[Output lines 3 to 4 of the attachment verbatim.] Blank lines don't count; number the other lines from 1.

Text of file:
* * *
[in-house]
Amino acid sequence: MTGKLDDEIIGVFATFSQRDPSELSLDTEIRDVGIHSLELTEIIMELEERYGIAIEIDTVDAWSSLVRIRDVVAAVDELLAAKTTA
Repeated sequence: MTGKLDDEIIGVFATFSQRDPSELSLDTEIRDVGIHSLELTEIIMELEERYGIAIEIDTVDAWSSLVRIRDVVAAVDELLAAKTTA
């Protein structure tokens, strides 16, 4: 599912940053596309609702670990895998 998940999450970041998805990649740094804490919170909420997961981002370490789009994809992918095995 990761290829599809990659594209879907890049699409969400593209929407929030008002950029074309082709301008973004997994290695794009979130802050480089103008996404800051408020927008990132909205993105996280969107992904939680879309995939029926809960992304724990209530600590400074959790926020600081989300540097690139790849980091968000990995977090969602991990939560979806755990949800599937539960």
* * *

Repeated sequence: MTGKLDDEIIGVFATFSQRDPSELSLDTEIRDVGIHSLELTEIIMELEERYGIAIEIDTVDAWSSLVRIRDVVAAVDELLAAKTTA
């Protein structure tokens, strides 16, 4: 599912940053596309609702670990895998 998940999450970041998805990649740094804490919170909420997961981002370490789009994809992918095995 990761290829599809990659594209879907890049699409969400593209929407929030008002950029074309082709301008973004997994290695794009979130802050480089103008996404800051408020927008990132909205993105996280969107992904939680879309995939029926809960992304724990209530600590400074959790926020600081989300540097690139790849980091968000990995977090969602991990939560979806755990949800599937539960």